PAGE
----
Chapter 22

Copyright© 2021 by Charly Young

The River House, Emory’s only hotel, was a huge sprawling Victorian log mansion on the north bank of the Stillaguamish River. It sat in five acres of landscaped grounds that were ringed in with ornate black wrought iron fencing. The house was fronted by a porch that ran down its length. Chairs and loungers scattered here and there in casual nineteenth century elegance.

The lobby was crowded with families milling around getting their luggage sorted, children corralled, and checking in. A huge flagstone fireplace big enough to roast a steer dominated one side and varnished pine bookcases filled with books lined the white clay mortared logs on the outside wall. Boot scarred heart of pine floors had bright woven rugs scattered.

Quinn had been here once before with old Finn and just as he remembered, the room still exuded a welcoming warmth that you couldn’t find in a more modern hotel.

He absently checked out the finish joinery as he waited and saw that whoever had built this place was a master. Even old Finn would have been impressed, although as he thought about it, there was a good chance the old guy or maybe his father or grandfather had been the one who had done the work. Craftsmanship and disciplined work were Finn’s Gods and the half wild boy who was placed in his shop to learn soon found out that regardless of his age, his best was expected and excuses not welcome.

A short fat guy with a shock of gray hair, small merry blue eyes manned the desk. Henry Delaney gave Quinn a warm smile as he walked up to the registration desk. Henry belonged to the Crafter community, those half magical artisans that made Emory unique.

“Howdy, Lachlan, it’s been a while. We been expecting you. Welcome to the River House.”

Quinn smiled despite himself. “The Aunties didn’t leave me much choice. Their summoning knocked me off my chair in the middle of a poker game. I had a winning hand to boot. Is there a chance you have a room for me?”

“Well now you make me feel guilty,” Henry grinned unrepentant, “but events are afoot. Us crafters need you here, we been waiting a long time for you to finally decide where you belong and the Aunties, well you know the Aunties—they do tend to get impatient. I put you in the Owner’s Room. I think you’ll like it.”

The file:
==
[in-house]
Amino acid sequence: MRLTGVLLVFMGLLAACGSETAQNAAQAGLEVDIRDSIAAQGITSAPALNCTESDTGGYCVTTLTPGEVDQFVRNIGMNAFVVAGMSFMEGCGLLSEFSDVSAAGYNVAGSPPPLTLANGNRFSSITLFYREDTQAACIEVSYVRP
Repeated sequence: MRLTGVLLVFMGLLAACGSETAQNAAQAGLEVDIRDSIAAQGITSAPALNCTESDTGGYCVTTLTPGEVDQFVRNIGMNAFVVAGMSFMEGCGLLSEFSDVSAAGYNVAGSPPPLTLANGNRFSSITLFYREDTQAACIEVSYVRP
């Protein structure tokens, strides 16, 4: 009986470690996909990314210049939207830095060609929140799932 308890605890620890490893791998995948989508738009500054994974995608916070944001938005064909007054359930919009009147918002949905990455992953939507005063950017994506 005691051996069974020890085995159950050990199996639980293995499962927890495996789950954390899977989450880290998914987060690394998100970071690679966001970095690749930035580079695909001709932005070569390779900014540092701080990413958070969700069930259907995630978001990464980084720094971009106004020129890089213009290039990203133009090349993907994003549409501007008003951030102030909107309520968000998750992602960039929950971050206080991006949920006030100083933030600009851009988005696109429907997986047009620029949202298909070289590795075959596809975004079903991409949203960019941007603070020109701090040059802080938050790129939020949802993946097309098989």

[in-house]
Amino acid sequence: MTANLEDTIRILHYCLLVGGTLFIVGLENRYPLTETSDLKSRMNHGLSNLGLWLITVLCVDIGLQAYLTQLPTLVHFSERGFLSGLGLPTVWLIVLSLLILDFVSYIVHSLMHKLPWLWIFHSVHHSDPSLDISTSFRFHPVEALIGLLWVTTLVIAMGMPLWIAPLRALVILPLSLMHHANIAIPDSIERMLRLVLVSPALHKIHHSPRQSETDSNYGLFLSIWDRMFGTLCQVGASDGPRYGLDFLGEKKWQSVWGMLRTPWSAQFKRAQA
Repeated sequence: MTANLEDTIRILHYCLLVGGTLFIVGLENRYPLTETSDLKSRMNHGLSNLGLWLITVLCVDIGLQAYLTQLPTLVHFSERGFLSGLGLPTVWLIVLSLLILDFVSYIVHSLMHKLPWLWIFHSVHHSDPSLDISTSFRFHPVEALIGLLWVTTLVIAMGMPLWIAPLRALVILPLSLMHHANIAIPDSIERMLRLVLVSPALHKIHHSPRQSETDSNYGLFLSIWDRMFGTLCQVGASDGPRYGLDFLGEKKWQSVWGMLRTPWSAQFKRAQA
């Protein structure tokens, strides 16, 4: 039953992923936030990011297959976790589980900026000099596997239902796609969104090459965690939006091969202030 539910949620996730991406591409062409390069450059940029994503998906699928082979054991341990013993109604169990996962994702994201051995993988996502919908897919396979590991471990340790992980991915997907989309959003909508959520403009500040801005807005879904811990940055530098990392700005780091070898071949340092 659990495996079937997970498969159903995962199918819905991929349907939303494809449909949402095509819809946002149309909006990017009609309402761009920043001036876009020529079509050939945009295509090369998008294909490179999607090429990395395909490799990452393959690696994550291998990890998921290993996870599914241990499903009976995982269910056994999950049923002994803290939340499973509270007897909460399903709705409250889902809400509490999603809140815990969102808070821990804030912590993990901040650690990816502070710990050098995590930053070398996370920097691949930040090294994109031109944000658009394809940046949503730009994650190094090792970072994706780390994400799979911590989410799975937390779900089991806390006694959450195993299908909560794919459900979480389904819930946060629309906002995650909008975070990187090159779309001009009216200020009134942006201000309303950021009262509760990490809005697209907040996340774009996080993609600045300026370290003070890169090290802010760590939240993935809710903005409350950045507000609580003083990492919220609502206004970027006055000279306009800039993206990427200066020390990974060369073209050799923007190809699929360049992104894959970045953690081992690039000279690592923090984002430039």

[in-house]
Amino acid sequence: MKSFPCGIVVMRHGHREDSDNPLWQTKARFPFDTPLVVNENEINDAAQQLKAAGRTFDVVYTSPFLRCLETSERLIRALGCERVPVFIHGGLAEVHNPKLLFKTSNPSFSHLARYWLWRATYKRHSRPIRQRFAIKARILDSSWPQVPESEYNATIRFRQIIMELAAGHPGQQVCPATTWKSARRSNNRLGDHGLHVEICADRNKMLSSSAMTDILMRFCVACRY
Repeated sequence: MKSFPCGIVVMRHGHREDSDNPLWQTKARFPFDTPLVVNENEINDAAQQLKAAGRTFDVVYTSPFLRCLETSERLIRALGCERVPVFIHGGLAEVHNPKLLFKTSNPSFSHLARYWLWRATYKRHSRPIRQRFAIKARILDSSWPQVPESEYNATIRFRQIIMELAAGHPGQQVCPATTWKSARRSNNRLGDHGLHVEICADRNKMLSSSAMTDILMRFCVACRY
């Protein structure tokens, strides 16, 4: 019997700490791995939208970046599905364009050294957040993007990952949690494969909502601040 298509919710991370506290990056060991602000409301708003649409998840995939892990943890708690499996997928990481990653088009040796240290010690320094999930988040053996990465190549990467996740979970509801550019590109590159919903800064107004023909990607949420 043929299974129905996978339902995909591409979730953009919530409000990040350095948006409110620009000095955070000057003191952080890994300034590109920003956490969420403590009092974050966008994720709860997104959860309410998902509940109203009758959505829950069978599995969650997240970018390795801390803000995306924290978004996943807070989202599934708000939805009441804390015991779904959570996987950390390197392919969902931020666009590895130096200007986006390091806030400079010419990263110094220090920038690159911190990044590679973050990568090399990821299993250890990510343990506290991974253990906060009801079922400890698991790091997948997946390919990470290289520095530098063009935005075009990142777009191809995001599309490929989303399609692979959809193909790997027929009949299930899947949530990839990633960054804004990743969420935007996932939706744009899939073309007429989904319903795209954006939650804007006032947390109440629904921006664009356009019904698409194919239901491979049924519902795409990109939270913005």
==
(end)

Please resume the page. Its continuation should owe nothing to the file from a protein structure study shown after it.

Quinn nodded thanks and offered his American Express card.

“No. No,” he waved it away, “that’s unnecessary. Everything’s been taken care of.”

That was a bit over the top. Quinn thought. “Thanks for the offer, but I pay my own way.” Debts were easy to accrue and sometimes hard to pay off.

Henry looked like he was going to argue, then shrugged and took the card and swiped it.

“Is there a special place I need to park?”

“Yup, pull your rig over to north side, find an open spot and put this on the dash. Nobody will bother it there. Here’s your key. Your room is on the third floor. Sorry, we don’t have an elevator but from the look of you, them stairs ain’t gonna bother you none.”

“By the way Lachlan, it’s Founders Week. We got the Duel of the Shootists right out in front of the hotel, so you’re gonna be blocked in tomorrow until noon or one o’clock tomorrow. Hell, you might watch, seems to me you used to love that show.”

“Thanks,” he said, “maybe I’ll take it in.”

The “room” was a fancy suite. It had a living room with a couple of chairs and a sofa big enough for even him to stretch out his six foot three inches. Both bedrooms had king-sized beds covered with matching old fashioned white lace bedspreads that matched the fancy lace curtains. Except for the faint scent of apricots, he thought it the nicest hotel room he had ever stayed in.

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